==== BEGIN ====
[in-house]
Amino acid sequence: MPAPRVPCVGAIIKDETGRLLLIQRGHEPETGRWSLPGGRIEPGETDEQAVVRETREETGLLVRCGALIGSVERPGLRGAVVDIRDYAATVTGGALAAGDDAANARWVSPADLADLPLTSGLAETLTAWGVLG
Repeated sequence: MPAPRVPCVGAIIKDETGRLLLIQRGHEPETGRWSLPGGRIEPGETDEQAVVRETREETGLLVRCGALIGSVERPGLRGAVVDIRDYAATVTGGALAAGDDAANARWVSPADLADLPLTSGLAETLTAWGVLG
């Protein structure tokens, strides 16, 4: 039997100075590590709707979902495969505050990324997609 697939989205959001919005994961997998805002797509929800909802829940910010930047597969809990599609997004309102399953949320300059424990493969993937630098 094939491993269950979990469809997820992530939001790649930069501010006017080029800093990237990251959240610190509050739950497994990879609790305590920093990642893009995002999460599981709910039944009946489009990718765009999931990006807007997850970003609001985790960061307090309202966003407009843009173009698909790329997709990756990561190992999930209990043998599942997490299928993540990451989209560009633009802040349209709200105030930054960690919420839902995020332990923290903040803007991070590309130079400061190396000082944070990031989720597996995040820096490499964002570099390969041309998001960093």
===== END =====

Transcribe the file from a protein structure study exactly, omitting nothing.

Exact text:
[in-house]
Amino acid sequence: MPAPRVPCVGAIIKDETGRLLLIQRGHEPETGRWSLPGGRIEPGETDEQAVVRETREETGLLVRCGALIGSVERPGLRGAVVDIRDYAATVTGGALAAGDDAANARWVSPADLADLPLTSGLAETLTAWGVLG
Repeated sequence: MPAPRVPCVGAIIKDETGRLLLIQRGHEPETGRWSLPGGRIEPGETDEQAVVRETREETGLLVRCGALIGSVERPGLRGAVVDIRDYAATVTGGALAAGDDAANARWVSPADLADLPLTSGLAETLTAWGVLG
């Protein structure tokens, strides 16, 4: 039997100075590590709707979902495969505050990324997609 697939989205959001919005994961997998805002797509929800909802829940910010930047597969809990599609997004309102399953949320300059424990493969993937630098 094939491993269950979990469809997820992530939001790649930069501010006017080029800093990237990251959240610190509050739950497994990879609790305590920093990642893009995002999460599981709910039944009946489009990718765009999931990006807007997850970003609001985790960061307090309202966003407009843009173009698909790329997709990756990561190992999930209990043998599942997490299928993540990451989209560009633009802040349209709200105030930054960690919420839902995020332990923290903040803007991070590309130079400061190396000082944070990031989720597996995040820096490499964002570099390969041309998001960093």